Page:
CLINICAL HISTORY.—This 13-hour-old girl was admitted to the Los Angeles Children's Hospital shortly after birth because of purpuric skin lesions. The infant's mother's delivery was uneventful and followed a 10-hour labor.
During the gestation period, the mother had several episodes of poison oak dermatitis. In the second month of pregnancy, she developed a rash on the chest, abdomen, and buttocks and was told this was an exacerbation of the dermatitis. The family history was otherwise noncontributory.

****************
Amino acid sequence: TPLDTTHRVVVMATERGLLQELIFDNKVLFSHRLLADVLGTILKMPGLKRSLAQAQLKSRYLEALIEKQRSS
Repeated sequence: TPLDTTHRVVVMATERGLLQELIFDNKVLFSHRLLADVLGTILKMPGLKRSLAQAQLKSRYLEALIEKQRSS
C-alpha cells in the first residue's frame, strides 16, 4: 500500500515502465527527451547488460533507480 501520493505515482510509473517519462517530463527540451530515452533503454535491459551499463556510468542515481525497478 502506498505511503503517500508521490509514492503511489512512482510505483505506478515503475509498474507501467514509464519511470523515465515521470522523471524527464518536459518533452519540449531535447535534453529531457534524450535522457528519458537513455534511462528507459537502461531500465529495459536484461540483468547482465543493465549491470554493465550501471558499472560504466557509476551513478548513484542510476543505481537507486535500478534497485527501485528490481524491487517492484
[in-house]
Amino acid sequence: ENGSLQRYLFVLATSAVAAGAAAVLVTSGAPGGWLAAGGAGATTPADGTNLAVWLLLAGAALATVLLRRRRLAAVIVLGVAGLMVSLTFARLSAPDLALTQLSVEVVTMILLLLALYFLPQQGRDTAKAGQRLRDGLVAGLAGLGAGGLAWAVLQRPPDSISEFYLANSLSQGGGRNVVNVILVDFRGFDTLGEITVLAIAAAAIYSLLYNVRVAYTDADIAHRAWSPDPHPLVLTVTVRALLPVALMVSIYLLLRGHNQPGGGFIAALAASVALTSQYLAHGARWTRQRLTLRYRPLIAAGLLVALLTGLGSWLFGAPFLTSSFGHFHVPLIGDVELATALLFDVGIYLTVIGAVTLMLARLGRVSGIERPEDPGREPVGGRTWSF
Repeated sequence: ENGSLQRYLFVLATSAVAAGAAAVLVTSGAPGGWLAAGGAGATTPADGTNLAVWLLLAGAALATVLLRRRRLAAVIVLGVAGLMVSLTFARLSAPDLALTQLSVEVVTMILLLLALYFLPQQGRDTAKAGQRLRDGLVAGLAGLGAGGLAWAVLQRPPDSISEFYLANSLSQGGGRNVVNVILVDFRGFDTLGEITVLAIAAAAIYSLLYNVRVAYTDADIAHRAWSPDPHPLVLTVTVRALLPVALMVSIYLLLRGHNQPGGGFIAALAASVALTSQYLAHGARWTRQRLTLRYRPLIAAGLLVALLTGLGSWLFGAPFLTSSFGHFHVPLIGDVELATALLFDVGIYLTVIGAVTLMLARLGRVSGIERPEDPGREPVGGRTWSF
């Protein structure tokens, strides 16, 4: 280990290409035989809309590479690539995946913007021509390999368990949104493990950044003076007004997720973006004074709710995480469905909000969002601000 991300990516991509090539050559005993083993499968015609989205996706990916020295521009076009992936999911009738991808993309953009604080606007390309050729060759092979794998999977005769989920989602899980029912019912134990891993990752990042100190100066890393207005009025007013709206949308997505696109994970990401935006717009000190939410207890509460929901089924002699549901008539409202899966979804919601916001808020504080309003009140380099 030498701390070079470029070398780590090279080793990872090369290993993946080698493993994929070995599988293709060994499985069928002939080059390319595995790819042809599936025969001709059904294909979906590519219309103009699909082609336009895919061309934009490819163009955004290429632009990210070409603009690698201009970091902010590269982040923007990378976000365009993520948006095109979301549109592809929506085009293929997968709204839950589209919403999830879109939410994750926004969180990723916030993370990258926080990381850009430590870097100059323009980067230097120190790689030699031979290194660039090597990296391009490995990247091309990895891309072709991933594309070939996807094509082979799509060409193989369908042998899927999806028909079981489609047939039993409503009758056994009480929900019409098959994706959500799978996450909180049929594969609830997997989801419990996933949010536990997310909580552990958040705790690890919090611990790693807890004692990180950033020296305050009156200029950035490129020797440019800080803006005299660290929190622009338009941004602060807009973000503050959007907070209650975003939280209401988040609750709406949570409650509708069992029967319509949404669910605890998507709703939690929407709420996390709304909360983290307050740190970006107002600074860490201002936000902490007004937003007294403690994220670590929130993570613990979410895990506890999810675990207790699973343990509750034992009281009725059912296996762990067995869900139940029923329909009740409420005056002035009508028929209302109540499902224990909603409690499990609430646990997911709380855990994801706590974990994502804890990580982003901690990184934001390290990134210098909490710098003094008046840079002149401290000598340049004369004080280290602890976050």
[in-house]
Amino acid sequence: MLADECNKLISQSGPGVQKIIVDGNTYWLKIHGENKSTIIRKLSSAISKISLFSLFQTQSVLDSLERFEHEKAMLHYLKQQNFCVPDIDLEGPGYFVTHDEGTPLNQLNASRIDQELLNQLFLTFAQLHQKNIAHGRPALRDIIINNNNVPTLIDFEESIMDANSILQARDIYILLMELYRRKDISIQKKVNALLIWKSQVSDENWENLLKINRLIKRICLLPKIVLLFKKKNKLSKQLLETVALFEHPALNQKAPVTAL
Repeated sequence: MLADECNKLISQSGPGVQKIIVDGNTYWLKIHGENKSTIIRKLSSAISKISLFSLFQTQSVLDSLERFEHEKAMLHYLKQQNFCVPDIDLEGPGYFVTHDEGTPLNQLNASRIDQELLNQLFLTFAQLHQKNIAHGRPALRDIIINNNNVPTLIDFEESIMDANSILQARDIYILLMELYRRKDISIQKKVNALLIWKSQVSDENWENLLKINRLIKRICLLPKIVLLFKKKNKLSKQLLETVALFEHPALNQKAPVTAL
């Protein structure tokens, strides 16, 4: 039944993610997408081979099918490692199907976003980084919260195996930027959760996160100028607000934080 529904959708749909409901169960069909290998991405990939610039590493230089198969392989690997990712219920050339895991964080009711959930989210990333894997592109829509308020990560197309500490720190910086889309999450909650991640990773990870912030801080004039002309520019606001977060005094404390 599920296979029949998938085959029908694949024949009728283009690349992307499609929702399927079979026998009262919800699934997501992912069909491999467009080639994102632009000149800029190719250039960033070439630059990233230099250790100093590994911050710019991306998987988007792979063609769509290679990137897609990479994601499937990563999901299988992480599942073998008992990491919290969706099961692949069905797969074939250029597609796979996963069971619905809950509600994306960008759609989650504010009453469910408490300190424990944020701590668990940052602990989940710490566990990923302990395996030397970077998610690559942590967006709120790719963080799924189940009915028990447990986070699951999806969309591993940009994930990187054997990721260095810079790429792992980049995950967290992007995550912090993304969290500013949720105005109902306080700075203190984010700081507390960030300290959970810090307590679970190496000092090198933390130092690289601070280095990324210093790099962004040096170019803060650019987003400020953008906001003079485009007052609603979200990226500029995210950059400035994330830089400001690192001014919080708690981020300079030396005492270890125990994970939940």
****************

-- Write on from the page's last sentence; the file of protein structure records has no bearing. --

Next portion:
Multiple purpuric and petechial skin lesions were noted upon physical examination of the infant. The eyes were normal and no cardiac nurmur was detected. The abdomen was protuberant and hepatosplenomegaly was present. The remainder of the physical examination was within normal limits.
The hemoglobin was 22.2 gm/100 ml; white blood cells, 12,600/cu mm, with a normal differential; and platelets, 18,000/cu mm. A bleeding time of two minutes and a clotting time of four minutes